In upcoming meetings, Canadian indigenous leaders will seek a public apology from Pope Francis over the Catholic Church’s abuse of native children in boarding schools, in light of last year’s discovery of the remains of children at Canada’s largest indigenous residential institution.
Pope Francis was elected the leader of the Roman Catholic Church nearly two decades after the last of the schools closed. He has already apologized for the Church’s role in colonialism in the Americas.
However, backed by Canadian Prime Minister Justin Trudeau, the indigenous elders and residential schools’ survivors, who will hold three separate private meetings with the pope in the Vatican in the coming days, now expect nothing less than a public apology for the sufferings inflicted on those children.
“We expect that these private encounters will allow the Holy Father to meaningfully address both the ongoing trauma and legacy of suffering faced by Indigenous Peoples to this day,” Canada’s bishops said in a statement, Reuters reported.
The meetings would also focus on “the role of the Catholic Church in the residential school system, which contributed to the suppression of indigenous languages, culture, and spirituality,” it said.
The stated aim of the schools, operated between 1831 and 1996 by several Christian denominations on behalf of the government, was to integrate indigenous children.
Over 150,000 native children were forced to attend the schools in an effort to isolate them from the influence of their homes and culture and assimilate them into the Canadian society by Christianizing them. But many of them were subjected to abuse, rape, and malnutrition.
“This is something that is an important step,” Gerald Antoine, chief of the Dene people and regional chief of the Assembly of First Nations, said of the meetings. The delegates would ask the pope “to visit our family and to apologize. I think this is an issue which is long overdue.”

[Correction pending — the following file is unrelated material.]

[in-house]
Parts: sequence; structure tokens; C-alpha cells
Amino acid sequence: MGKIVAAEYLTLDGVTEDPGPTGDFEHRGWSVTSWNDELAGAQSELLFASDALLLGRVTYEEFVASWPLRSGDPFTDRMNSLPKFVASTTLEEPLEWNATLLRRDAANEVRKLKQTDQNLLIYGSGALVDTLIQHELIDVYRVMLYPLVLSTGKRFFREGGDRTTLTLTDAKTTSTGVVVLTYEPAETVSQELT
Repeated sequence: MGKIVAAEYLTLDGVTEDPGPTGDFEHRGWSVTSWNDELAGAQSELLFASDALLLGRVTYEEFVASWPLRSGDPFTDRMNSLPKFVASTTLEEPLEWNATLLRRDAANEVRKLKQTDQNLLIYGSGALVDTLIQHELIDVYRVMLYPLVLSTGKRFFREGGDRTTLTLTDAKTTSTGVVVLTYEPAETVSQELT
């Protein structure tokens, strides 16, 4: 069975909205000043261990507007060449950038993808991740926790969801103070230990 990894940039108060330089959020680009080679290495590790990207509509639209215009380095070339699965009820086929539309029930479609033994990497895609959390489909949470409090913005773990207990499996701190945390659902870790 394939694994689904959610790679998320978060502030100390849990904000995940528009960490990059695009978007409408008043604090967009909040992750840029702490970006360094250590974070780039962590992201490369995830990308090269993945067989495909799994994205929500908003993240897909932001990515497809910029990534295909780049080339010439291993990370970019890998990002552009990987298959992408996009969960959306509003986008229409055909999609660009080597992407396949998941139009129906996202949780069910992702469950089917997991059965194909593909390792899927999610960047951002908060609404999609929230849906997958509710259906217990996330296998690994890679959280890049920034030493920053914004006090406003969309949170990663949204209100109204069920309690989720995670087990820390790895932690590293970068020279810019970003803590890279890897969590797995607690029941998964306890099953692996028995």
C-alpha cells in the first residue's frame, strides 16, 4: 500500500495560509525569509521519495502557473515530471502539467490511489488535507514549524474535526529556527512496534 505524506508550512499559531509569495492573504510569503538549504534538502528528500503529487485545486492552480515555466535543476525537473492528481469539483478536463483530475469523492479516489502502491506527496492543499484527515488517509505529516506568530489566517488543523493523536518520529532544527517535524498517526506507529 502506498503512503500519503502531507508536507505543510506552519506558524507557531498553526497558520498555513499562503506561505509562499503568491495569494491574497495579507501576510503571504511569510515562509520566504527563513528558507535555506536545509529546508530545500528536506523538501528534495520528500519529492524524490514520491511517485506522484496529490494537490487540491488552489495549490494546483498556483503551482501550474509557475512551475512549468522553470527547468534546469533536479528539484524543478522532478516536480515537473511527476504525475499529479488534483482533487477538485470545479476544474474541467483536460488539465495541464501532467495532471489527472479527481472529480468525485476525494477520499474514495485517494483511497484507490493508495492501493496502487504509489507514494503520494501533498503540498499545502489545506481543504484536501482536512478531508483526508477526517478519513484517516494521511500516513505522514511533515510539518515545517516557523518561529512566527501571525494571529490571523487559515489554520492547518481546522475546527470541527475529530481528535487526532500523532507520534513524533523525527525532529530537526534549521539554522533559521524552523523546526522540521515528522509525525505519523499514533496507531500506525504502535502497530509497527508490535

The abuse scandal broke out again in May 2021 after an indigenous community unmarked a mass grave containing the remains of 215 children at the Kamloops Indian Residential School in British Columbia. The new discovery reopened old wounds and brought new demands for accountability. Hundreds more unmarked burial sites have been found since.
“What really spurred things forward was Kamloops,” said Phil Fontaine, one of the survivors. “It grabbed the attention of so many people.”
Fontaine, 77, told AFP that he and his classmates suffered physical and sexual abuse when he was a boy at the Fort Alexander Indian Residential School in Manitoba.
He recalled that he was forbidden from visiting the family except for two hours on Sundays even though they lived nearby.
“Finally Canadians are saying, ‘Oh, so it’s true. This is what happened at residential schools,’” he said. “And I think it put a lot of pressure on the Catholic Church and the Vatican. Keep in mind the prime minister himself asked Francis to apologize.”
He maintained that the residential school systems simply had “cultural genocide” in their perspective.
“They decided that the best way to do that is to herd children into residential schools, forbid them to speak Indigenous language, forget about their culture,” Fontaine said. “In fact, embrace everything that was not them in terms of culture and tradition, in keeping with federal government policy.”